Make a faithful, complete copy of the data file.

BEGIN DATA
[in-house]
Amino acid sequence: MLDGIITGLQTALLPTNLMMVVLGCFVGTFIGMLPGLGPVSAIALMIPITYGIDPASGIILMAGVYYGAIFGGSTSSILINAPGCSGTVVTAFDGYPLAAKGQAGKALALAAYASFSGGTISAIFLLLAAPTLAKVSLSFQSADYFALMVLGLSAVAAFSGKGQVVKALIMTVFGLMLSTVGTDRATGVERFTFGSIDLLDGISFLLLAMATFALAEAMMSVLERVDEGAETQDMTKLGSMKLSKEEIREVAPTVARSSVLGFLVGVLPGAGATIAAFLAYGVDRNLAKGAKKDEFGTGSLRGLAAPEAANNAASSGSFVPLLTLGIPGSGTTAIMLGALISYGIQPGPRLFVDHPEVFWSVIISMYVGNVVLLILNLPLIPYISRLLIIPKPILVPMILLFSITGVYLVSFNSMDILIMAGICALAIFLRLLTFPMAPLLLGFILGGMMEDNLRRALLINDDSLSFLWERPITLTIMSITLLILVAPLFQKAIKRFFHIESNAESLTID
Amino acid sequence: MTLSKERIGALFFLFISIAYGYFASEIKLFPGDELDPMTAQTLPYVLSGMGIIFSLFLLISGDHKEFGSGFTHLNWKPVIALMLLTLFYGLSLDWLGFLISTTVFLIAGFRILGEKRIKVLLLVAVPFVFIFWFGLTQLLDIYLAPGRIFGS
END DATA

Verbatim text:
[in-house]
Amino acid sequence: MLDGIITGLQTALLPTNLMMVVLGCFVGTFIGMLPGLGPVSAIALMIPITYGIDPASGIILMAGVYYGAIFGGSTSSILINAPGCSGTVVTAFDGYPLAAKGQAGKALALAAYASFSGGTISAIFLLLAAPTLAKVSLSFQSADYFALMVLGLSAVAAFSGKGQVVKALIMTVFGLMLSTVGTDRATGVERFTFGSIDLLDGISFLLLAMATFALAEAMMSVLERVDEGAETQDMTKLGSMKLSKEEIREVAPTVARSSVLGFLVGVLPGAGATIAAFLAYGVDRNLAKGAKKDEFGTGSLRGLAAPEAANNAASSGSFVPLLTLGIPGSGTTAIMLGALISYGIQPGPRLFVDHPEVFWSVIISMYVGNVVLLILNLPLIPYISRLLIIPKPILVPMILLFSITGVYLVSFNSMDILIMAGICALAIFLRLLTFPMAPLLLGFILGGMMEDNLRRALLINDDSLSFLWERPITLTIMSITLLILVAPLFQKAIKRFFHIESNAESLTID
Amino acid sequence: MTLSKERIGALFFLFISIAYGYFASEIKLFPGDELDPMTAQTLPYVLSGMGIIFSLFLLISGDHKEFGSGFTHLNWKPVIALMLLTLFYGLSLDWLGFLISTTVFLIAGFRILGEKRIKVLLLVAVPFVFIFWFGLTQLLDIYLAPGRIFGS